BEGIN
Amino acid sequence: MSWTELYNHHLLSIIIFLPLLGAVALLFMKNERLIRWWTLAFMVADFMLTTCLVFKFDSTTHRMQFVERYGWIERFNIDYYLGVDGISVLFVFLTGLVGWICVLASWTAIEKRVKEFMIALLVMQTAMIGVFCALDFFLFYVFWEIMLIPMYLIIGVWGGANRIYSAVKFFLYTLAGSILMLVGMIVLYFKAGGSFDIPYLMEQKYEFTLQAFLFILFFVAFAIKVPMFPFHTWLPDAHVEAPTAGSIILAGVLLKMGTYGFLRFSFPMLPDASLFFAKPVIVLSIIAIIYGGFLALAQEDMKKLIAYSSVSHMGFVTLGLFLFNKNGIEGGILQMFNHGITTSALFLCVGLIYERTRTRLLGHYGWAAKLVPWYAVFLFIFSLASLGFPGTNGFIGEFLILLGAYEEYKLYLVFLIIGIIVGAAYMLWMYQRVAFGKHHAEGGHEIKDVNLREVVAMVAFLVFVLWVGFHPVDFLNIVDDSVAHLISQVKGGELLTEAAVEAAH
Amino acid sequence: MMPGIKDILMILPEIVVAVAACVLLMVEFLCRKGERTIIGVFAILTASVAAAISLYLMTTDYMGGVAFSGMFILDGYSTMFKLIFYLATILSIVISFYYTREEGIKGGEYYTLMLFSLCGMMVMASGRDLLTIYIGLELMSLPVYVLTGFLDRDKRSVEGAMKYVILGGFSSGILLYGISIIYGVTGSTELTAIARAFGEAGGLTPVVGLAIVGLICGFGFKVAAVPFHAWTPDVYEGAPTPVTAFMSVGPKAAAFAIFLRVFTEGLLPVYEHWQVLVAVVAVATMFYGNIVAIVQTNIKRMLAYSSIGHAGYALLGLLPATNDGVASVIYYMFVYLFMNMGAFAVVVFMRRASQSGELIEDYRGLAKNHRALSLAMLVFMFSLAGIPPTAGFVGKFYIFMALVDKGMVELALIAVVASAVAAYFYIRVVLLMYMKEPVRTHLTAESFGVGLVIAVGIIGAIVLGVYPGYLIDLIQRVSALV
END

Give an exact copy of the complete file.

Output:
Amino acid sequence: MSWTELYNHHLLSIIIFLPLLGAVALLFMKNERLIRWWTLAFMVADFMLTTCLVFKFDSTTHRMQFVERYGWIERFNIDYYLGVDGISVLFVFLTGLVGWICVLASWTAIEKRVKEFMIALLVMQTAMIGVFCALDFFLFYVFWEIMLIPMYLIIGVWGGANRIYSAVKFFLYTLAGSILMLVGMIVLYFKAGGSFDIPYLMEQKYEFTLQAFLFILFFVAFAIKVPMFPFHTWLPDAHVEAPTAGSIILAGVLLKMGTYGFLRFSFPMLPDASLFFAKPVIVLSIIAIIYGGFLALAQEDMKKLIAYSSVSHMGFVTLGLFLFNKNGIEGGILQMFNHGITTSALFLCVGLIYERTRTRLLGHYGWAAKLVPWYAVFLFIFSLASLGFPGTNGFIGEFLILLGAYEEYKLYLVFLIIGIIVGAAYMLWMYQRVAFGKHHAEGGHEIKDVNLREVVAMVAFLVFVLWVGFHPVDFLNIVDDSVAHLISQVKGGELLTEAAVEAAH
Amino acid sequence: MMPGIKDILMILPEIVVAVAACVLLMVEFLCRKGERTIIGVFAILTASVAAAISLYLMTTDYMGGVAFSGMFILDGYSTMFKLIFYLATILSIVISFYYTREEGIKGGEYYTLMLFSLCGMMVMASGRDLLTIYIGLELMSLPVYVLTGFLDRDKRSVEGAMKYVILGGFSSGILLYGISIIYGVTGSTELTAIARAFGEAGGLTPVVGLAIVGLICGFGFKVAAVPFHAWTPDVYEGAPTPVTAFMSVGPKAAAFAIFLRVFTEGLLPVYEHWQVLVAVVAVATMFYGNIVAIVQTNIKRMLAYSSIGHAGYALLGLLPATNDGVASVIYYMFVYLFMNMGAFAVVVFMRRASQSGELIEDYRGLAKNHRALSLAMLVFMFSLAGIPPTAGFVGKFYIFMALVDKGMVELALIAVVASAVAAYFYIRVVLLMYMKEPVRTHLTAESFGVGLVIAVGIIGAIVLGVYPGYLIDLIQRVSALV